The Coalition has unveiled a A$70 million Independent Public Schools Fund to entice a quarter of Australian public schools to become independent by 2017.
The initiative builds on its pre-election promise to promote reforms similar to Western Australia’s independent public school model, which has seen nearly two thirds of the state’s public schools converted to independent status since 2009.
Federal education minister Christopher Pyne argues independent public schools are more effective and accountable, respond better to community needs, and lead to improved student outcomes.
Serious doubt exists, however, over the credibility of these claims. More importantly, independent public schools have the potential to exacerbate existing inequalities, making them a dangerous reform path for Australian public education.
Is an independent public school a ‘privatised’ school?
Contrary to popular misconceptions, independent public schools are not privatised schools, but instead are public schools governed in ways that more closely resemble a private school.
The WA model, for example, is designed to give principals greater autonomy, particularly over resource allocation matters such as the school’s budget and staff hiring.
The model also provides some flexibility for principals to develop locally tailored policies and processes, whilst adhering to core legislative and curriculum requirements.
In effect, an independent public school principal operates more like the CEO of a company, working closely with an elected School Board (akin to a board of company directors) that usually comprises parents, community members and business representatives.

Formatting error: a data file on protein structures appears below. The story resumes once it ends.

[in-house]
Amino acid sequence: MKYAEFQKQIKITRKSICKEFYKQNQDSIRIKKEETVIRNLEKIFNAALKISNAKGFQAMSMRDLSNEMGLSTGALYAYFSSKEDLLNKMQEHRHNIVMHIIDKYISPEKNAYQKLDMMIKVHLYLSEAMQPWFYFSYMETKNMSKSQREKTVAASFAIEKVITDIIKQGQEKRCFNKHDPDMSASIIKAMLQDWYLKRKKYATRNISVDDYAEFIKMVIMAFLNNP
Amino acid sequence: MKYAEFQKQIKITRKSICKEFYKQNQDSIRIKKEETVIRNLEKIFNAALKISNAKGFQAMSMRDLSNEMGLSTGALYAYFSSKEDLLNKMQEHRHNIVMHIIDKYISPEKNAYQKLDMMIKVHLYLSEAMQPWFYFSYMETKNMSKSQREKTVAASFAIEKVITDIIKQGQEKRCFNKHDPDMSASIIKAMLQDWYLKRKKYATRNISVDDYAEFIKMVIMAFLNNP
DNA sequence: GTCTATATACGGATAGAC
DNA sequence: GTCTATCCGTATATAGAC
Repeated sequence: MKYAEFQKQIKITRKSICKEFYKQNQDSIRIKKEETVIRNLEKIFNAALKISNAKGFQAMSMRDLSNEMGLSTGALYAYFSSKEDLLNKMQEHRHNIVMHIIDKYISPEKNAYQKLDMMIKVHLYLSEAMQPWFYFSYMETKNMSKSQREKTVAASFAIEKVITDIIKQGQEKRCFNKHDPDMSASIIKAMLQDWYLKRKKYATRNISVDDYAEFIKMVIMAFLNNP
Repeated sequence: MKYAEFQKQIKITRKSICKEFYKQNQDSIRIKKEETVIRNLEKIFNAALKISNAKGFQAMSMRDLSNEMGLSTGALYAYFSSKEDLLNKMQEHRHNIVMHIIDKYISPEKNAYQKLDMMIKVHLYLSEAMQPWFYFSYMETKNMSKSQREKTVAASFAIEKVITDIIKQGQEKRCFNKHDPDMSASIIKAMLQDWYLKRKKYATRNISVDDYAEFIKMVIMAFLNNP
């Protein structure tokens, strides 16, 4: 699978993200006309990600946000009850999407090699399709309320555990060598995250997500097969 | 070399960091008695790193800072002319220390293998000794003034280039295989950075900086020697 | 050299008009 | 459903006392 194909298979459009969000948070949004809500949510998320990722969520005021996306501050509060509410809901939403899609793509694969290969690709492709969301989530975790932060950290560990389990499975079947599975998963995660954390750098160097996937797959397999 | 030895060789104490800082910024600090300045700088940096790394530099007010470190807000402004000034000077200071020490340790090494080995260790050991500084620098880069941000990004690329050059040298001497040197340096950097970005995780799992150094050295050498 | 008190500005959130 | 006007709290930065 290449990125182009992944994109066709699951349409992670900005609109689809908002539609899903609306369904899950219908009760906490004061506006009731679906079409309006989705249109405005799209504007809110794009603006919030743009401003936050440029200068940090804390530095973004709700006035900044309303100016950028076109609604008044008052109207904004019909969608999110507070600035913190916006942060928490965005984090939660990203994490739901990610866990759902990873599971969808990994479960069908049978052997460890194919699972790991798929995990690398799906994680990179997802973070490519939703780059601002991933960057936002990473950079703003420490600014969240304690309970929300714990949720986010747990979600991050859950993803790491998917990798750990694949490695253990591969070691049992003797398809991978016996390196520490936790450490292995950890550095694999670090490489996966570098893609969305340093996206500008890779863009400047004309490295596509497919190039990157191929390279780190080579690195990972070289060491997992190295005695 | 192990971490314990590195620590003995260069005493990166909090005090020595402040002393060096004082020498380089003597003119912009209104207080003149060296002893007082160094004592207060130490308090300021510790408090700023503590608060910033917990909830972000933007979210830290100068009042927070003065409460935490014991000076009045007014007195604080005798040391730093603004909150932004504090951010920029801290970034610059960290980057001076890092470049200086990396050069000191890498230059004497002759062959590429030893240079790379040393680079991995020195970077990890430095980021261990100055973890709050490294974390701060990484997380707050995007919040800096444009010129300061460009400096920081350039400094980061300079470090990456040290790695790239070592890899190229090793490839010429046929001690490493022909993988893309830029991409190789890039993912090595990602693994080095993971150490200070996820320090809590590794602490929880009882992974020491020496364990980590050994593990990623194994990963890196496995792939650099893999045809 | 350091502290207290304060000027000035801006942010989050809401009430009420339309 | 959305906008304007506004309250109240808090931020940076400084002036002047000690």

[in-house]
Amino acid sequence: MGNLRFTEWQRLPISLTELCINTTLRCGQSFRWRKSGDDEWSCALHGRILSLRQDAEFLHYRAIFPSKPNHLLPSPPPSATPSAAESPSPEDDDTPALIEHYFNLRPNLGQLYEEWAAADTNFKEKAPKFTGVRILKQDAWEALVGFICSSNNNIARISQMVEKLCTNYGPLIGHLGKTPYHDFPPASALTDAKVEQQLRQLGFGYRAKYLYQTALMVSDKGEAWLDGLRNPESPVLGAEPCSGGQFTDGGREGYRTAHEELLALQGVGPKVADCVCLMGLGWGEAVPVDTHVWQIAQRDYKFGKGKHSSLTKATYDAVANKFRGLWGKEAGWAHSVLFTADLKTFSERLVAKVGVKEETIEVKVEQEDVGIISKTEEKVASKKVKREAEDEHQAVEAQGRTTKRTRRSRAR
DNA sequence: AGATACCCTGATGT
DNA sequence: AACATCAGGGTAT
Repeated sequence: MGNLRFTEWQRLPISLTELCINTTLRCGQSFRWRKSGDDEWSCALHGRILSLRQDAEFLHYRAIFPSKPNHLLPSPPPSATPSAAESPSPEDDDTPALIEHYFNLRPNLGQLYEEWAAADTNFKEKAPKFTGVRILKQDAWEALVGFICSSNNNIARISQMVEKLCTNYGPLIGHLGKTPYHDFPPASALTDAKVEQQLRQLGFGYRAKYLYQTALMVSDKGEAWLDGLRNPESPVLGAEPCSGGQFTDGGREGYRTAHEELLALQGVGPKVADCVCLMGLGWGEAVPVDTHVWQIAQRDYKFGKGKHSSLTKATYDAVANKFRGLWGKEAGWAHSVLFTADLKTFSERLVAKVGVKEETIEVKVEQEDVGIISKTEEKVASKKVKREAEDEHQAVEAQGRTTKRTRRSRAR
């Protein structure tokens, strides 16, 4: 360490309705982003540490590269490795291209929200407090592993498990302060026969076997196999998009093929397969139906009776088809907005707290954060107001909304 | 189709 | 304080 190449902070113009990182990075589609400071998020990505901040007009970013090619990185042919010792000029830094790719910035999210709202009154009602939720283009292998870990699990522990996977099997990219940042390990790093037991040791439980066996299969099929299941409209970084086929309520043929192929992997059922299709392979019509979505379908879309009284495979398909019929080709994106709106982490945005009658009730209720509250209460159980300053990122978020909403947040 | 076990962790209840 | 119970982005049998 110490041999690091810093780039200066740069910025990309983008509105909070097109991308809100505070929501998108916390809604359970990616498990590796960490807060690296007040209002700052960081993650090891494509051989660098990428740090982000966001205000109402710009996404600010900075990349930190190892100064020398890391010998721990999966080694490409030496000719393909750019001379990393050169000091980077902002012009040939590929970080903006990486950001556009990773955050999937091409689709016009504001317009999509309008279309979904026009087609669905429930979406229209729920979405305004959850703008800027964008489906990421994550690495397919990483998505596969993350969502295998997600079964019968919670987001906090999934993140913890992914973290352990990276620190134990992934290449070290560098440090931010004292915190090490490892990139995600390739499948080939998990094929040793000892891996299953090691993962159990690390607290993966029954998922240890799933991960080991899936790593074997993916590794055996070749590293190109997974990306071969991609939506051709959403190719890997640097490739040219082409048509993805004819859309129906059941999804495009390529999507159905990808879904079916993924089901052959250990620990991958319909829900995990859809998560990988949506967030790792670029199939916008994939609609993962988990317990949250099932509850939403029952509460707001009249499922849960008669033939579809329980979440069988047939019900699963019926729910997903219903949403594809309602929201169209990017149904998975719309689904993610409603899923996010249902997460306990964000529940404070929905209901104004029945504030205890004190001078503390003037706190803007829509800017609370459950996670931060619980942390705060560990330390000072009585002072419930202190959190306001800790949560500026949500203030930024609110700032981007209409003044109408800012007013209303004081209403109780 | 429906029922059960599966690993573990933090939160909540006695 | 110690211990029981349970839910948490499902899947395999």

Promoted under the banner of school autonomy, independent public schools share a family likeness with other market-based reform initiatives, such as Charter Schools in the USA and the Academy model in England.
Underpinning these reforms is a belief (often infused with a good measure of ideological bias) that freeing schools to some extent from centralised control and bureaucracy will allow time and resources to be more effectively directed.
Shaky evidence for the reforms
The problem for the Coalition is that there is a shaky ground of evidence to support its central claims that independent public schools will improve operational efficiency and increase student performance.
As I recently outlined in a pre-election Factcheck, the Coalition’s claims are quite misleading.
While there is some evidence to suggest independent public schools could potentially promote greater efficiency, there is no solid evidence to suggest they will improve student outcomes.
For example, a recent evaluation of the WA model by researchers at the University of Melbourne found that the reforms produced “little evidence of changes to student outcomes” and “no substantive increase in student achievement”.
This lack of evidence, however, has not stopped the Coalition from arguing otherwise.
In launching the Independent Public Schools Fund on Monday, Pyne’s media release kit provided a range of cherry picked quotes from a diverse range of reports to argue that school autonomy positively influences student performance.
This included the following reference to the OECD’s Programme for International Student Assessment (PISA) data:
“PISA 2009 finds that: In countries where schools have greater autonomy over what is taught and how students are assessed, students tend to perform better.”
This is a very misleading use of the OECD’s data, as this quote refers specifically to the relationship between student performance and curricular autonomy.